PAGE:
My conclusion, and that of Schoemaker and the other scholars mentioned, can only be that in terms of being a record of Muhammad’s prophetic calling, the Qur’an is a not what it is claimed to be (an authentic work of Muhammad’s preserved words) and it is a disappointment.  Better for his followers he had employed a secretary / scribe as Jeremiah had in Baruch.  Many inquiring minds of persons who are not followers of Mohammed (including me personally) would like to know what he really said.  The Qur’an is certainly not an authetic representation of the words of Mohammed, though it is the work, it would seem, of a gifted Arab prophet knowledgable of Abrahamic monotheism.

However, the Qur’an is the religious icon of more than a billion dedicated Muslims; and the pertinent issue is whether they really care to know the truth of the text that they consider holy, which they believe to be the actual words of Muhammad—uninfluenced by any other religion, but which they believe is a direct revelation from Allah.  This, it would seem, would be the litmus test between a sincere scholar and worshipper who sincerely wants to know the truth, or a dogmatic fanatic that is a blind follower who does not care about truth, but merely interested in continuing “tradition”—even if corrupt.  Christianity faces this same dilemma, not in the Biblical documents itself, but in the plethora of corrupt denominations, false doctrine, spurious interpretations, and deceptive modern translations relying upon manuscripts known to be corrupt (instead of the trustworthy ones).  The difference is between mere “religiousity” and unbiblical “spirituality”—or true religion: that based solely on the proven sound Biblical manuscripts according to the only valid Biblical method of interpretation. Anything less is humanism—humanistic delusion passed off as Christianity.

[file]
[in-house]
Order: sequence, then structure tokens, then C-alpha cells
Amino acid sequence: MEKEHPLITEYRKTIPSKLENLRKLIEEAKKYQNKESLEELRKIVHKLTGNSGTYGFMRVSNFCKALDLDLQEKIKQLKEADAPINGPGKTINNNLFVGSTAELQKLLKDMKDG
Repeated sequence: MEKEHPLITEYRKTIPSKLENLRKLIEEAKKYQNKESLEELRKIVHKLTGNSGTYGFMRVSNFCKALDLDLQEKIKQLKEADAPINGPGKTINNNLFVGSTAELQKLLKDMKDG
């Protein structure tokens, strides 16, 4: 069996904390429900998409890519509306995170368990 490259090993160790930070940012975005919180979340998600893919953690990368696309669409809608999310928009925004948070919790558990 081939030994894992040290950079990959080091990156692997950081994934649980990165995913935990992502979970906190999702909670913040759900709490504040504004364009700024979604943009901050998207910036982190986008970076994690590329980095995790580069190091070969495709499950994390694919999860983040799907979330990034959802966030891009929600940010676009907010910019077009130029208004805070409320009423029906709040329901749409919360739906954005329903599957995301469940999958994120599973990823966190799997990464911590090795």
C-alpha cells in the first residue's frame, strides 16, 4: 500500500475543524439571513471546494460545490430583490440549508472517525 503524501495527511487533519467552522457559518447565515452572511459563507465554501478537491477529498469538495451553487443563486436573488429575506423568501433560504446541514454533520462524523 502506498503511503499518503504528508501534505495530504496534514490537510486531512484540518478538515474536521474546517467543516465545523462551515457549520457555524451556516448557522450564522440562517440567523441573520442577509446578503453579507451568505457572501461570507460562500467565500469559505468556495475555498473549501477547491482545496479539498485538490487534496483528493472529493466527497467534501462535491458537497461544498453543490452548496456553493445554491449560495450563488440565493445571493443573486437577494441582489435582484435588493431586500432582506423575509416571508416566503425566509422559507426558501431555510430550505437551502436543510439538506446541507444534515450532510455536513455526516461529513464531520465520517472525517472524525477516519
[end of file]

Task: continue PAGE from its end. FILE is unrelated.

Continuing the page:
Understand: I personally worked, on and off, for 20 years in the Muslim world, as a consultant in Higher Education.  One time the Minister of Higher Education for the United Arab Emirates called me on the phone and asked me to fly immediately to his University at Al-Ain.  He made this entreaty to me when I was a vice-provost at the University of Pennsylvania, during spring break, requesting that I would serve as arbiter to negotiate a compromise between the Dean of Engineering and the Dean of Science—both deans being distinguished Egyptian-American scholars whom I knew personally.

In the past, whenever I had participated in similar negotiations among other groups and individuals, I often quoted from sources that would be dynamic to those individuals in dispute; such as when I quoted a sentiment or two from the Talmud* (Baba Metzia) when facilitating a negotiation among Jews; or such as when I quoted from Luke’s Gospel when negociating with Christians.

[* —which I do not endorse.]

However, I was at a loss concerning how to deal with this situation among Muslims, when I was called in to help.  Upon arrival to the university in the UAE I noticed a beautiful hand-written, illuminated copy of the Qur’an on the Dean of Science’s coffee table—and remembering that Muhammad was first a businessman who had carried out a caravan trading business for his first wife Kedijah, I quoted, in English, from the Qur’an, from memory.  Both deans snapped to full attention and one asked me: “Professor Patton, have you read the Qur’an...?”  When I replied that I had read it, but only in English, he said: “I have been a Muslim all my life, I have taken the Hadj,* but I have never read the Qur’an.”

[* that is, the Fifth Pillar of Islam: an annual pilgrimage to the Ka’aba or sacred shrine in Mecca.]